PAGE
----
7 Ways to Tackle ADHD Challenges

August 22, 2019

Children with ADHD struggle with a wide range of self-regulating skills including focus, organization, recalling short-term memory on demand, and regulating impulsive emotions and actions.

Although medication is often considered the go-to solution for treating ADHD, not all experts agree. There are a number of ways to manage the less desirable symptoms of ADHD while providing a highly effective long-term foundation.

 

1) Get Organized

Unfortunately when we get busy, one of the first things to go to the wayside is organization! Organization is an invaluable tool to help your child learn self-regulating skills.

Use a calendar to organize family schedules, activities, school events and more.

Place the calendar in a visible area and refer to it frequently.

Teach your child the power of organization.

 

2) De-Clutter

Evidence suggests a clean space promotes calm and restorative energy. Ask yourself, is all this clutter necessary? De-cluttering can be an emotional process, so break it up into smaller bite-sized tasks!

Toss out broken items, old magazines, and other non-essentials.

Donate old clothes, toys and books.

Splurge on cute containers and new shelving to organize each room!

 

3) Provide a Healthy Diet

A study by UCLA showed that a diet high in fructose (sugar) slows the brain and negatively impacts memory and learning. Conversely, DHA (omega-3's) and protein are essential to brain function and can help minimize damage. Keep it simple, but healthy!

Granola cereal with blueberries and walnuts.

Peanut butter and honey on whole-wheat bread with a banana.

Baked chicken with green salad and fresh fruit.

 

4) Create Routines

Getting an ADHD child out the door on time can feel like herding cats! Therefore, a little preparation can go a long way. Create a morning and evening routine to keep your child focused and eliminate the last minute scramble.

ADHD kids are visual, so provide a written routine and hang it in a highly visible area.

Designate a space for each child's backpack, shoes, coat and sports equipment.

If your child has a hard time remembering his/her school items, place a checklist on the wall above their bag!

 

5) Refocus Energy

Finding healthy ways to redirect a child's energy can provide multiple benefits, especially if extracurricular activities reinforce self-regulating skills.

After school sports, clubs and academic programs.

Local youth center programs such as the YMCA and Scouts.

Outdoor activities including swimming, hiking, rock-wall climbing and bike riding.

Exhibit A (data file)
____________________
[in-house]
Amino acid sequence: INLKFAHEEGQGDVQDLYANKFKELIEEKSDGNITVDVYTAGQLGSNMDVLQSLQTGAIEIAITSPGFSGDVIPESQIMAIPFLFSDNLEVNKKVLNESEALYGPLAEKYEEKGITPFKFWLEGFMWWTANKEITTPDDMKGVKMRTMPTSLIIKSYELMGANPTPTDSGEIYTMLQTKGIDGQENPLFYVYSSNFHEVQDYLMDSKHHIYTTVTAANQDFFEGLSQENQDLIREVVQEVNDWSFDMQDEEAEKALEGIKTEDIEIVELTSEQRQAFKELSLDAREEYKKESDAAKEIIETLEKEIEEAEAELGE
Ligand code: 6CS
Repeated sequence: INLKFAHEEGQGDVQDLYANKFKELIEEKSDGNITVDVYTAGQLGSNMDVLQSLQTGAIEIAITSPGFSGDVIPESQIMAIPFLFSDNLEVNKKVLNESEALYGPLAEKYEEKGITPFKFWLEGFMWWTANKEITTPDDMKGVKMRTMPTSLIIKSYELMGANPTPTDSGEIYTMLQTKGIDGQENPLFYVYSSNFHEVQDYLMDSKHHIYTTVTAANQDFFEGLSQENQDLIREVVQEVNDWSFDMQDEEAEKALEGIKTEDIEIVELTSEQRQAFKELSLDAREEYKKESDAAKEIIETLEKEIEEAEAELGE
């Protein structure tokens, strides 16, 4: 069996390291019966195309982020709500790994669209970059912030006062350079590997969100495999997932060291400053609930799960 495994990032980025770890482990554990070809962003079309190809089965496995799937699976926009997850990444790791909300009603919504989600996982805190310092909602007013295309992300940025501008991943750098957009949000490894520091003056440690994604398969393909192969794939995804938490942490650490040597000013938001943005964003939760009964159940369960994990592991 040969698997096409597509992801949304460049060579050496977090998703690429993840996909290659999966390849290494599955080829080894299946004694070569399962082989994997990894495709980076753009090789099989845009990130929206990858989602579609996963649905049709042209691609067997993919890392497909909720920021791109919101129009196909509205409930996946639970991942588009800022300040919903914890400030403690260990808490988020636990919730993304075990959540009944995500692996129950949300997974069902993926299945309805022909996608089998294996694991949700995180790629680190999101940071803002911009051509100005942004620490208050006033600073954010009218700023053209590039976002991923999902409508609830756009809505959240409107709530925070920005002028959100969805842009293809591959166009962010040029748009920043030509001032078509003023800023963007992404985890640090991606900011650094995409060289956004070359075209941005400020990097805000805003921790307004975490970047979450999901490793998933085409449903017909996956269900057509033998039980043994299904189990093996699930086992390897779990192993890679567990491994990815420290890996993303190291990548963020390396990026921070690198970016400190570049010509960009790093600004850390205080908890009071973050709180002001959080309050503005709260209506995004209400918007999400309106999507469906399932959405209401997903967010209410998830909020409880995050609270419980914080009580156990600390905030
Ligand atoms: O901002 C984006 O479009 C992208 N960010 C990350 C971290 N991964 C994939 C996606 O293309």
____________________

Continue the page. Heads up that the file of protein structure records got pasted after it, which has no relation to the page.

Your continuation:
6) Encourage Downtime

Similar to the body, the brain needs rest to function properly. Helping a child learn to self-regulate with downtime is crucial to improve focus. Eliminate screen-time at least one hour before bed as blue light inhibits melatonin production, which in turn interferes with a child's ability to sleep.

Create a dedicated reading or drawing time at least 30 minutes prior to bed.

A bath with epsom salts (magnesium) can help relax a child's body and mind.

Create a calming atmosphere in child's room with lamps, soft blankets and no technology!

 

7) Prioritize Sleep

A study by Dalhousie University discovered that sleep deprivation can occur with as little as one hour less of sleep per night, negatively impacting a child's ability to focus and learn.

Provide a minimum of 10 hours of sleep for children under 12, and a minimum of 8 hours of sleep for older children.

Create and stick to a dedicated sleep routine.

Magnesium can help offset insomnia so speak with your doctor to determine if this could be a good option for your child.

 

To Medicate or Not?

Medication may be deemed a necessary part of your child's treatment plan, but we encourage parents to first implement the 7 tools outlined above while simultaneously working with your doctor to rule out allergies, nutritional deficiencies, sleep disorders and food sensitivities. Research shows that these issues can mimic ADHD symptoms; therefore it is best to get to the root of your child's symptoms.

A whole-child approach is not the easy route, but it is the most reliable long-term approach to helping your child learn to manage his/her own ADHD symptoms.

 





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